Straight or stack bond tile pattern is the most common and simplest tiling pattern in the world. This pattern has tiles installed in straight lines so that all the grout joints look like a grid. This means the corners of each tile are lined up with each other which provides a simple, clean and at the same time modern appearance.
The straight lay tiling pattern is the most versatile layout option for tiles. It can be used for any room, floor, wall or space both indoors and outdoors. It is also the most cost efficient and affordable option as it is the easiest for tilers to lay and has the least amount of wastage when cutting.
When tiling in a straight or linear tile pattern we recommend allowing 10-20% extra for cuts and breakages depending on the space you are installing tiles.
Remember that different batches may have slight colour variation that will show up in the finish product. Straight lay tile patterns will show different batches so make sure you check the batch number on the packaging of your tiles.
The diagonal tile layout pattern is very similar to the straight pattern with one minor difference, the tiles are installed on a 45 degree angle by turning square tiles into diamonds. If you are looking to make a room feel bigger or stretch it out, no layout pattern is more effective than the diagonal pattern. This is because when you look at the pattern, your attention is drawn or focused on the widest part of the tiles while at the same time the eyes will see the grout lines spreading across the width of the room at wide angles. This mathematical and visual trick of perception makes you think you are looking at a space that is much larger.
This tile layout pattern is perfect for floors in entryways, hallways and small bathrooms as well as in the shower. These are all spaces that tend to be smaller or narrower than the rest of the home.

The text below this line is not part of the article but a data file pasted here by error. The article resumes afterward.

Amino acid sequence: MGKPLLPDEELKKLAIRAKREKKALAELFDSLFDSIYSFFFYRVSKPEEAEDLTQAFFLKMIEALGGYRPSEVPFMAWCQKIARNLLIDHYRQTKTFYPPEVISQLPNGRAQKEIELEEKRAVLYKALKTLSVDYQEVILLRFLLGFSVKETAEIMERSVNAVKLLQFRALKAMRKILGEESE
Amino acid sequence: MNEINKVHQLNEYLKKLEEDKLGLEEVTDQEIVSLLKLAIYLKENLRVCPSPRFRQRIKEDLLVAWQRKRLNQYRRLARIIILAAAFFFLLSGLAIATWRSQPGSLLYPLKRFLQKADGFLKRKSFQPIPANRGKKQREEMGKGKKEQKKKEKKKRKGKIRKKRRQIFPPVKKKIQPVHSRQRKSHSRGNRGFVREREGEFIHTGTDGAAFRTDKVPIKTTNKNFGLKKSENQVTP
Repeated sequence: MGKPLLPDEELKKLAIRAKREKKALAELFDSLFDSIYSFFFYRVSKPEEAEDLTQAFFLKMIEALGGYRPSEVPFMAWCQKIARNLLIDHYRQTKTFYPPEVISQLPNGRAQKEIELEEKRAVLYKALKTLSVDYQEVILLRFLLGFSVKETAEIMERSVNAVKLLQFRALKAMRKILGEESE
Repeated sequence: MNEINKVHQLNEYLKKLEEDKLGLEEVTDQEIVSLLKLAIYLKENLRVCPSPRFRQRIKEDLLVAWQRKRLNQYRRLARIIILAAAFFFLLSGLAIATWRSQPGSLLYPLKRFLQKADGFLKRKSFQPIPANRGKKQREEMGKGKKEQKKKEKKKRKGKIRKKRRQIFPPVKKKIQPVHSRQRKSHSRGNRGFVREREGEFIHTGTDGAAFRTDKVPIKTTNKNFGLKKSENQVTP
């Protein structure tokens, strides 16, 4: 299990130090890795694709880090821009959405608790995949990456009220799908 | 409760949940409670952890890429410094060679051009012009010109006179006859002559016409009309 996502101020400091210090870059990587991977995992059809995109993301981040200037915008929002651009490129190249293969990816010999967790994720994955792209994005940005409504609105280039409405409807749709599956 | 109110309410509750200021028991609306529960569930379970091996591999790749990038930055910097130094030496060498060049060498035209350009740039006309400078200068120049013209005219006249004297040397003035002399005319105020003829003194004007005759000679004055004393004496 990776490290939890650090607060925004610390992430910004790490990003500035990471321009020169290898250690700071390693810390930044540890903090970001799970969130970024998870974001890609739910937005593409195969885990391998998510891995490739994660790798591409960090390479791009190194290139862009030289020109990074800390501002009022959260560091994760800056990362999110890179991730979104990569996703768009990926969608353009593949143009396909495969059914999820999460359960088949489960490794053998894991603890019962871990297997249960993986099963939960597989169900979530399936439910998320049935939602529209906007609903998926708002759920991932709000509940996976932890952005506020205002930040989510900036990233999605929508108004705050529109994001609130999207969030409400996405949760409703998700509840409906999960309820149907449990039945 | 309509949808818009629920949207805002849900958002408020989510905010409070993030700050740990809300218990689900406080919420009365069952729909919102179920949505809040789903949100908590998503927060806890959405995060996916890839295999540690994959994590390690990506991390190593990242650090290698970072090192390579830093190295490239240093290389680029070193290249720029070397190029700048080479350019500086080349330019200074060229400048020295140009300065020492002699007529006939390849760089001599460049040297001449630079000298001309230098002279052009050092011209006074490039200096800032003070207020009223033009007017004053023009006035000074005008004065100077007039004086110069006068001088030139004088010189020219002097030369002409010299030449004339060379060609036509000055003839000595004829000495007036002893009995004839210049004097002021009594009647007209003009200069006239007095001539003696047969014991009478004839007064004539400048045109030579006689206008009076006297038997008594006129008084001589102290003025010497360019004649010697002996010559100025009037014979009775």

The herringbone tile layout pattern feels like it has exploded into fashion in recent years becoming one of the fast growing and most popular tile layout patterns, particularly for feature walls and small room floors.
The herringbone pattern is perfect for hallways or outdoor paths because the 'V' pattern that it creates acts like arrows pointing you in the right direction. However it is important not to confuse the herringbone tile pattern with the Chevron pattern, they are distinctively different.
To create the herringbone pattern, lay any type of rectangular tile in a zig zag pattern. This is done by taking any sized rectangular tile and turning one so that the two are perpendicular to each other, align them along one side and repeat. This will basically create a repeating L-shape with each two tiles installed.
The herringbone tile layout pattern also helps in making rooms appear larger than they seem. This is because the eyes focus on the V shape instead of the narrowness of a room. By focusing on the pointing arrows a space can appear long and large.
If you are laying tiles in a herringbone layout we recommend that you allow at least 20% for extra cuts and breakages because more cutting is involved.
The Chevron tile pattern is very similar to the herringbone pattern when explained so it is important to understand their distinct characteristics to avoid any confusion. The confusion is compounded by the fact that the Chevron pattern is often referred to as French Herringbone.
Both the Chevron and Herringbone patterns are described as a zig-zag visual. The difference can be subtle, but you only have to miss-specify it once to realize how significant the difference really is.
In a Chevron pattern, the zig-zag creates an exact “V”. The ends of two equally sized tiles are cut at an angle and fitted together to create a point. The opposite ends of the tiles are cut similarly, so the detail is created across the floor or wall.
In contrast to the herringbone tile pattern, the ends of the tiles are not cut and the square edge of the rectangle tile adjoin the side or length of the other tile.
Because we are cutting the ends of each tile instead of laying them at a 90 degree angle like in the herringbone. We recommend that you allow a little extra for cuts and breakages when laying in a Chevron tile pattern.